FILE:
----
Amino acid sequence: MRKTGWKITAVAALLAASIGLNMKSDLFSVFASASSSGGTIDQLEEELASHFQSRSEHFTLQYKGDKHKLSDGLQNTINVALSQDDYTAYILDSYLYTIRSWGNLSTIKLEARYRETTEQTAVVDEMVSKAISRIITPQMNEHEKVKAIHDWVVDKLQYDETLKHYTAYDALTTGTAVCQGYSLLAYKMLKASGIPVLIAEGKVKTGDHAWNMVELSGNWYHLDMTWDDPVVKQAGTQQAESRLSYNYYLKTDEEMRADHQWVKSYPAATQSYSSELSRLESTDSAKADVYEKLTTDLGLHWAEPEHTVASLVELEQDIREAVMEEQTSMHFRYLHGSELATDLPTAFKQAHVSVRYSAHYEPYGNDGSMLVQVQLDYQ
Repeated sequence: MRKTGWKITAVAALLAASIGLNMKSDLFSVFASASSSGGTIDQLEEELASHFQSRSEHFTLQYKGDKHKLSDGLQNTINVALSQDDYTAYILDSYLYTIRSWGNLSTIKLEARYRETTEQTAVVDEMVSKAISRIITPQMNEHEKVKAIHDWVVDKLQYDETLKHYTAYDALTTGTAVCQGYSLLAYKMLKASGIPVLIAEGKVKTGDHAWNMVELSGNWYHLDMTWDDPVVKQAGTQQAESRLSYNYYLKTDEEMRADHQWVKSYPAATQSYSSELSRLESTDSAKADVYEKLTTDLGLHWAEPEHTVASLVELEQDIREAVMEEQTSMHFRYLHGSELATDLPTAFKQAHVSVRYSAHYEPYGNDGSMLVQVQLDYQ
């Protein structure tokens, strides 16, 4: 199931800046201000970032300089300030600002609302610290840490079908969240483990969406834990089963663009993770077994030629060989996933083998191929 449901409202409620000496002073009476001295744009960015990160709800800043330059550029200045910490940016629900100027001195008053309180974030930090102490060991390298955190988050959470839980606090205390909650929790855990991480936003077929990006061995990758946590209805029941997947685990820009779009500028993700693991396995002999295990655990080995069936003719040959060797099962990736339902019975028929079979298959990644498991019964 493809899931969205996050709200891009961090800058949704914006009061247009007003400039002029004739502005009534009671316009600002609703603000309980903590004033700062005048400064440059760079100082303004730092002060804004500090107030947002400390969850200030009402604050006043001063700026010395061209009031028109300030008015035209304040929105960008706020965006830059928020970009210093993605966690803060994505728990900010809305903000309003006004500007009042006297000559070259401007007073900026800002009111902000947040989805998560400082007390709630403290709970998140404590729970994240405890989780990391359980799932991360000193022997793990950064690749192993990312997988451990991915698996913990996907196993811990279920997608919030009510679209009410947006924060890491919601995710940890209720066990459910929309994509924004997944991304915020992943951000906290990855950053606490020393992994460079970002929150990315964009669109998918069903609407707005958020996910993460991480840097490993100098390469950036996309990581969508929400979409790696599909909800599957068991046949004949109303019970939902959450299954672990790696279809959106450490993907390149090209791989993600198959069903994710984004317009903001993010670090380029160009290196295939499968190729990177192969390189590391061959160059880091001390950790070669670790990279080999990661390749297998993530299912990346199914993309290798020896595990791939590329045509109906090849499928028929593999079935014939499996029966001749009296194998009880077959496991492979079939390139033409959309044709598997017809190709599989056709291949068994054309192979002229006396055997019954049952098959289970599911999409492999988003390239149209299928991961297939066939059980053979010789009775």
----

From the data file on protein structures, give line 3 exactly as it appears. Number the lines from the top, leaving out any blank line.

């Protein structure tokens, strides 16, 4: 199931800046201000970032300089300030600002609302610290840490079908969240483990969406834990089963663009993770077994030629060989996933083998191929 449901409202409620000496002073009476001295744009960015990160709800800043330059550029200045910490940016629900100027001195008053309180974030930090102490060991390298955190988050959470839980606090205390909650929790855990991480936003077929990006061995990758946590209805029941997947685990820009779009500028993700693991396995002999295990655990080995069936003719040959060797099962990736339902019975028929079979298959990644498991019964 493809899931969205996050709200891009961090800058949704914006009061247009007003400039002029004739502005009534009671316009600002609703603000309980903590004033700062005048400064440059760079100082303004730092002060804004500090107030947002400390969850200030009402604050006043001063700026010395061209009031028109300030008015035209304040929105960008706020965006830059928020970009210093993605966690803060994505728990900010809305903000309003006004500007009042006297000559070259401007007073900026800002009111902000947040989805998560400082007390709630403290709970998140404590729970994240405890989780990391359980799932991360000193022997793990950064690749192993990312997988451990991915698996913990996907196993811990279920997608919030009510679209009410947006924060890491919601995710940890209720066990459910929309994509924004997944991304915020992943951000906290990855950053606490020393992994460079970002929150990315964009669109998918069903609407707005958020996910993460991480840097490993100098390469950036996309990581969508929400979409790696599909909800599957068991046949004949109303019970939902959450299954672990790696279809959106450490993907390149090209791989993600198959069903994710984004317009903001993010670090380029160009290196295939499968190729990177192969390189590391061959160059880091001390950790070669670790990279080999990661390749297998993530299912990346199914993309290798020896595990791939590329045509109906090849499928028929593999079935014939499996029966001749009296194998009880077959496991492979079939390139033409959309044709598997017809190709599989056709291949068994054309192979002229006396055997019954049952098959289970599911999409492999988003390239149209299928991961297939066939059980053979010789009775």